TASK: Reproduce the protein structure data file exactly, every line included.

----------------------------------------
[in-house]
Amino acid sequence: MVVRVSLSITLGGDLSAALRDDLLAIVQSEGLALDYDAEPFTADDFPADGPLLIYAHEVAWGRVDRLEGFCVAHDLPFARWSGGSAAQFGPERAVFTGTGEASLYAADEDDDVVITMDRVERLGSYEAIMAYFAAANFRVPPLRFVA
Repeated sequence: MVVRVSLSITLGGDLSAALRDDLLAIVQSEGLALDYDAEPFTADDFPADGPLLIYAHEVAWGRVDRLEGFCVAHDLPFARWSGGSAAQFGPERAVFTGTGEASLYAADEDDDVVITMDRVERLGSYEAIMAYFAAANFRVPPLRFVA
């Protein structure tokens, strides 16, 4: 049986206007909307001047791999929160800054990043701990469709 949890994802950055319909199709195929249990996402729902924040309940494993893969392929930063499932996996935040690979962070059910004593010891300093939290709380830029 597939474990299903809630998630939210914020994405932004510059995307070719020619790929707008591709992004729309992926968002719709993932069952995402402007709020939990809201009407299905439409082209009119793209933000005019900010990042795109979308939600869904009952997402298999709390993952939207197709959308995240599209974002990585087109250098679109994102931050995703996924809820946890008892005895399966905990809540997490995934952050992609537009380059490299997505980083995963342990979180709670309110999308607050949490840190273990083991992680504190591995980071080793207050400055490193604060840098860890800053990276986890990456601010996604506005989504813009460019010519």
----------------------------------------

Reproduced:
[in-house]
Amino acid sequence: MVVRVSLSITLGGDLSAALRDDLLAIVQSEGLALDYDAEPFTADDFPADGPLLIYAHEVAWGRVDRLEGFCVAHDLPFARWSGGSAAQFGPERAVFTGTGEASLYAADEDDDVVITMDRVERLGSYEAIMAYFAAANFRVPPLRFVA
Repeated sequence: MVVRVSLSITLGGDLSAALRDDLLAIVQSEGLALDYDAEPFTADDFPADGPLLIYAHEVAWGRVDRLEGFCVAHDLPFARWSGGSAAQFGPERAVFTGTGEASLYAADEDDDVVITMDRVERLGSYEAIMAYFAAANFRVPPLRFVA
């Protein structure tokens, strides 16, 4: 049986206007909307001047791999929160800054990043701990469709 949890994802950055319909199709195929249990996402729902924040309940494993893969392929930063499932996996935040690979962070059910004593010891300093939290709380830029 597939474990299903809630998630939210914020994405932004510059995307070719020619790929707008591709992004729309992926968002719709993932069952995402402007709020939990809201009407299905439409082209009119793209933000005019900010990042795109979308939600869904009952997402298999709390993952939207197709959308995240599209974002990585087109250098679109994102931050995703996924809820946890008892005895399966905990809540997490995934952050992609537009380059490299997505980083995963342990979180709670309110999308607050949490840190273990083991992680504190591995980071080793207050400055490193604060840098860890800053990276986890990456601010996604506005989504813009460019010519």